by Melissa Merrick | Rex Miller, CPA
Team Members of the Manufacturing & Distribution Services Group
The Section 199 deduction (also referred to as the domestic manufacturing deduction, U.S. production activities deduction, and domestic production deduction) is a tax break for businesses that perform domestic manufacturing and certain other production activities. It was established by the American Jobs Creation Act of 2004 in an effort to ease the tax burden of domestic manufacturers and as a result make the investment in domestic manufacturing facilities more advantageous.
In past years, Section 199 provided either a three percent (2004-2006) or six percent (2007-2009) deduction on the lesser of qualified production activity income or taxable income for the year. The deduction became fully phased in at nine percent for tax years beginning in 2010 and thereafter; hence, more businesses may find it worthwhile to calculate and substantiate the deduction.
What activities are eligible for the Section 199 deduction?
Per Section 199, domestic production gross receipts (DPGR) can be derived from the following qualifying production activities as long as they are conducted in whole or in significant part within the U.S.:
- The manufacture, production, growth, or extraction by the taxpayer of tangible personal property. This encompasses all tangible personal property (except land and building), computer software, and sound recordings.
- The production of qualified film
- The production of electricity, natural gas, or water
- The construction of real property
- The services of architecture/engineering
DPGR resulting from the property produced must be owned by the producer taking the deduction (i.e. the production of property that is owned and under contract by someone else would generally not be eligible).
How is the Section 199 deduction calculated?
The deduction is limited to the income produced by the above qualifying activities. Income from qualified production activities is calculated as domestic production gross receipts (DPGR) less cost of goods sold and other expenses that are directly allocable to production of DPGR. Income and expenses that are not directly related to qualifying activities will need to be backed out of the calculation for qualified production activity income. After the lesser of the DPGR or taxable income is multiplied by the applicable percentage (9% for 2010), the deduction is further limited to 50% of Form W-2 wages allocable to DPGR.
The Section 199 deduction is allowed for both regular and alternative minimum tax for individuals, C corporations, farming cooperatives, estates, trusts, and their beneficiaries. The deduction is also allowed at the partner, member, and owner level for a partnership, LLC, and S corporations, respectively. Businesses should also be aware that the Section 199 deduction does not always apply at the state level. As of the beginning of 2010, 22 states (including Indiana) have departed from the federal deduction.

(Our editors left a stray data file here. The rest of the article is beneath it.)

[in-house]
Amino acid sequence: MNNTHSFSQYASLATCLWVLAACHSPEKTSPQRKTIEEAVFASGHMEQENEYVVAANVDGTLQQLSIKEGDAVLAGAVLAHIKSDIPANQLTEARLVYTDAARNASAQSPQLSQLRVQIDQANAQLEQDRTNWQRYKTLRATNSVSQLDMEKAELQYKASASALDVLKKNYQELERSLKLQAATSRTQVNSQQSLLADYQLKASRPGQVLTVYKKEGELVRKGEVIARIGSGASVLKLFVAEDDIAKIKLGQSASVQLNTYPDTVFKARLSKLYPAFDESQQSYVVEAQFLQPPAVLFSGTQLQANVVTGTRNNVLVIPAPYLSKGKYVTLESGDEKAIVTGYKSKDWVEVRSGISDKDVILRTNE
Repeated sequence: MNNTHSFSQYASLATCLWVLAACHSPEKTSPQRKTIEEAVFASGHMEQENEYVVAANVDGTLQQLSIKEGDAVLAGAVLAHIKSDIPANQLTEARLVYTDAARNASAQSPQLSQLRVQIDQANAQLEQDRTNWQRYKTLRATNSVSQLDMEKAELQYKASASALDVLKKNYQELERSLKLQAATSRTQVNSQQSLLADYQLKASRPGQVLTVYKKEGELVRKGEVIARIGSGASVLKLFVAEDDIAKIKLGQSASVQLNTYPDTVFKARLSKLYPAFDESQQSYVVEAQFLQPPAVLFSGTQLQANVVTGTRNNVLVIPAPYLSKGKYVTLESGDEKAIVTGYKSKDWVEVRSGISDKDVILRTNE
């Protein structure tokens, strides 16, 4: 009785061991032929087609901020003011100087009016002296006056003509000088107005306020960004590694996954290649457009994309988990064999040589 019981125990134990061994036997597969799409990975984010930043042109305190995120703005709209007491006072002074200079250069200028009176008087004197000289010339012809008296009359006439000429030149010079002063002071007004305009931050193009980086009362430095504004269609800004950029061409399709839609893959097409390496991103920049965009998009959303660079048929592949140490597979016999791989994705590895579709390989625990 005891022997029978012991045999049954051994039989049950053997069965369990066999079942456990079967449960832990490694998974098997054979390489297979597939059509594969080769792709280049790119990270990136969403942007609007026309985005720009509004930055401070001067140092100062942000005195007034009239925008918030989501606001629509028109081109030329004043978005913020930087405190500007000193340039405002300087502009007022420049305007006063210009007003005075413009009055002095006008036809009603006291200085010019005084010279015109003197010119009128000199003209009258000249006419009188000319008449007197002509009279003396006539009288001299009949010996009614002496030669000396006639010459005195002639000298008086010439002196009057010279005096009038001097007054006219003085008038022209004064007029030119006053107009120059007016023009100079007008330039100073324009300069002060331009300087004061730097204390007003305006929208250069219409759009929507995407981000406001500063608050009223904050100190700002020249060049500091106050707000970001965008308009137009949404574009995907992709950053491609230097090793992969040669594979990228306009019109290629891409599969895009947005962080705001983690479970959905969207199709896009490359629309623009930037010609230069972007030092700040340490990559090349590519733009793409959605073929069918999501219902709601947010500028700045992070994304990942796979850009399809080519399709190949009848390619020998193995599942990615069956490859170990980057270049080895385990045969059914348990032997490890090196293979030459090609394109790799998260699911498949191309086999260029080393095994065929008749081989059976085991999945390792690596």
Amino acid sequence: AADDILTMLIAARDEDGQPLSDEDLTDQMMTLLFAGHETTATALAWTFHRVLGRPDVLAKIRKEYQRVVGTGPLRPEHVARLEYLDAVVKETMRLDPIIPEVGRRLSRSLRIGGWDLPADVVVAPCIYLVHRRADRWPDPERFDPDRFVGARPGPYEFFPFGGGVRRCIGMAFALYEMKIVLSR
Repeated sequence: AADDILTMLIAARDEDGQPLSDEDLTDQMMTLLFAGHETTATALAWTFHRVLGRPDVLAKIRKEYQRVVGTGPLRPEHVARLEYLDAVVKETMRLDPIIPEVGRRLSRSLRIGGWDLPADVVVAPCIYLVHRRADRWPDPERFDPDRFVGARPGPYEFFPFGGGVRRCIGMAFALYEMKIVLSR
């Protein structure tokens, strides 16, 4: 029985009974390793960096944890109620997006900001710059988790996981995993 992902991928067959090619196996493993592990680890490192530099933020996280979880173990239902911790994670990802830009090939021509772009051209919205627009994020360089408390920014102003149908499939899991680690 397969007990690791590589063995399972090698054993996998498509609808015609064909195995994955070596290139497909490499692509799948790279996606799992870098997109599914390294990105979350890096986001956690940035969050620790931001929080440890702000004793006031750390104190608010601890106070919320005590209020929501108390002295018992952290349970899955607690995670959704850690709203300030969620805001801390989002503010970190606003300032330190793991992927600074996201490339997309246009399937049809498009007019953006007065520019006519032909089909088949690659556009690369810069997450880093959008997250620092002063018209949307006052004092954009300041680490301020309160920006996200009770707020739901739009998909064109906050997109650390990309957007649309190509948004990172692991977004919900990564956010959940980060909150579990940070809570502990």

The following are some examples of how the Section 199 deduction would be calculated in certain circumstances:
Example #1: For the year ended December 31, 2010, John Doe Manufacturing Company (a C-Corp) had taxable income, all from qualifying manufacturing activities, of $1 million and paid $100,000 in W-2 wages.
Example #1 Solution: John Doe will be entitled to a Section 199 deduction of $50,000 due to the 50% limit of W-2 wages. If the W-2 wages had been greater than $180,000, the deduction would have been $90,000 [$1 million X 9%].
Example #2: Same facts as #1 ($180k W-2 wages), except John Doe Manufacturing Company is a S-Corp, with John Doe owning 60% and Jack Doe owning 40%.
Example #2 Solution: The deduction passes through to the shareholders, with John receiving $54,000 and Jack receiving $36,000 of the deduction.
Example #3: Same facts as #2, except that John takes a $108,000 distribution and Jack takes a $72,000 distribution. No W-2 wages are paid.
Example #3 Solution: A Section 199 deduction can not be taken because W-2 wages were not paid.
What are some specific applications of the Section 199 deduction to the Manufacturing Industry?
Qualified production property (QPP) includes all tangible personal property, except land and buildings, and includes computer software and sound recordings. Qualified manufacturing activities will include those which, manufacture, produce, develop, improve, install, grow, extract and/or create the qualifying production property. Even those processes that use scrap, salvages, or junk material (instead of new or raw material), may be eligible. Such produced material will be eligible if it is processed, manipulated, refined, or altered such that the material’s form is changed or the material is combined/assembled into two or more articles or materials. Furthermore, manufacturing components that will later be used by another party for manufacturing or product activities will be considered eligible.
It is also worth noting that food processing activities at wholesale can be considered as DPGR as long as they do not consist of food and beverages being prepared at a retail establishment.
Our Manufacturing & Distribution tax experts would be happy to talk with you further on this increasing tax deduction (we don’t get to use the words ‘increasing tax deduction’ very often).